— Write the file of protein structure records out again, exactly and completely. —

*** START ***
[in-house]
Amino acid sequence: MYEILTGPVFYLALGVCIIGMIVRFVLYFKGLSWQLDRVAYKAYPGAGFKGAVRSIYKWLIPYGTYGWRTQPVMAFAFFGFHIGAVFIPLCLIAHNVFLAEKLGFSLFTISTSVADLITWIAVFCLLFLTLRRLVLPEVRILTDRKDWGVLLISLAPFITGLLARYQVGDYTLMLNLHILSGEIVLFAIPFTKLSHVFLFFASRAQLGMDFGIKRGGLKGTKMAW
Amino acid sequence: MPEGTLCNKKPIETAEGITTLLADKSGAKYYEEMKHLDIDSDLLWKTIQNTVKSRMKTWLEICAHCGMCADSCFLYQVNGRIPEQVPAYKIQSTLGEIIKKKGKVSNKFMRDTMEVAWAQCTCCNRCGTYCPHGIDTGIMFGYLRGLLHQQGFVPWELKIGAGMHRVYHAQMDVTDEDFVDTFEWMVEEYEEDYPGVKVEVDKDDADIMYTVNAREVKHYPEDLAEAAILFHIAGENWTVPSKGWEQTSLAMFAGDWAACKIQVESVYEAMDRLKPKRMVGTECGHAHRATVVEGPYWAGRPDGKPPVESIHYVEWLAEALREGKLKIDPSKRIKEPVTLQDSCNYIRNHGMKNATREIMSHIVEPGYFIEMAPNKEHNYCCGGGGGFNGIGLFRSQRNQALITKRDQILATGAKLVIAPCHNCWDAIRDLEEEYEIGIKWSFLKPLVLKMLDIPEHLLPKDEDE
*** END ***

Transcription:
[in-house]
Amino acid sequence: MYEILTGPVFYLALGVCIIGMIVRFVLYFKGLSWQLDRVAYKAYPGAGFKGAVRSIYKWLIPYGTYGWRTQPVMAFAFFGFHIGAVFIPLCLIAHNVFLAEKLGFSLFTISTSVADLITWIAVFCLLFLTLRRLVLPEVRILTDRKDWGVLLISLAPFITGLLARYQVGDYTLMLNLHILSGEIVLFAIPFTKLSHVFLFFASRAQLGMDFGIKRGGLKGTKMAW
Amino acid sequence: MPEGTLCNKKPIETAEGITTLLADKSGAKYYEEMKHLDIDSDLLWKTIQNTVKSRMKTWLEICAHCGMCADSCFLYQVNGRIPEQVPAYKIQSTLGEIIKKKGKVSNKFMRDTMEVAWAQCTCCNRCGTYCPHGIDTGIMFGYLRGLLHQQGFVPWELKIGAGMHRVYHAQMDVTDEDFVDTFEWMVEEYEEDYPGVKVEVDKDDADIMYTVNAREVKHYPEDLAEAAILFHIAGENWTVPSKGWEQTSLAMFAGDWAACKIQVESVYEAMDRLKPKRMVGTECGHAHRATVVEGPYWAGRPDGKPPVESIHYVEWLAEALREGKLKIDPSKRIKEPVTLQDSCNYIRNHGMKNATREIMSHIVEPGYFIEMAPNKEHNYCCGGGGGFNGIGLFRSQRNQALITKRDQILATGAKLVIAPCHNCWDAIRDLEEEYEIGIKWSFLKPLVLKMLDIPEHLLPKDEDE